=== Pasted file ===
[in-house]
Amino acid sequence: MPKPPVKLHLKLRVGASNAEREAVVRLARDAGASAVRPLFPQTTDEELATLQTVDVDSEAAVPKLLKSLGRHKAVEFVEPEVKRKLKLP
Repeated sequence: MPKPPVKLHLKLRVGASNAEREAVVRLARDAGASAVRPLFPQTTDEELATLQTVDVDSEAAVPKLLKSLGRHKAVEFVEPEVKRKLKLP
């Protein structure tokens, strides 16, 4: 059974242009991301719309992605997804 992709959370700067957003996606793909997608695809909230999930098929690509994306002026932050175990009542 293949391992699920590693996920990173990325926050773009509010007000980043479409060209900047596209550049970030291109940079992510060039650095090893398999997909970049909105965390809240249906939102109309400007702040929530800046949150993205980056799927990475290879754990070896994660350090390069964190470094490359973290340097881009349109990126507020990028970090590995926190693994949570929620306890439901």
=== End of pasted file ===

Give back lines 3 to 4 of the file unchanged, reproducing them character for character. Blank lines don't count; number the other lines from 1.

Repeated sequence: MPKPPVKLHLKLRVGASNAEREAVVRLARDAGASAVRPLFPQTTDEELATLQTVDVDSEAAVPKLLKSLGRHKAVEFVEPEVKRKLKLP
């Protein structure tokens, strides 16, 4: 059974242009991301719309992605997804 992709959370700067957003996606793909997608695809909230999930098929690509994306002026932050175990009542 293949391992699920590693996920990173990325926050773009509010007000980043479409060209900047596209550049970030291109940079992510060039650095090893398999997909970049909105965390809240249906939102109309400007702040929530800046949150993205980056799927990475290879754990070896994660350090390069964190470094490359973290340097881009349109990126507020990028970090590995926190693994949570929620306890439901």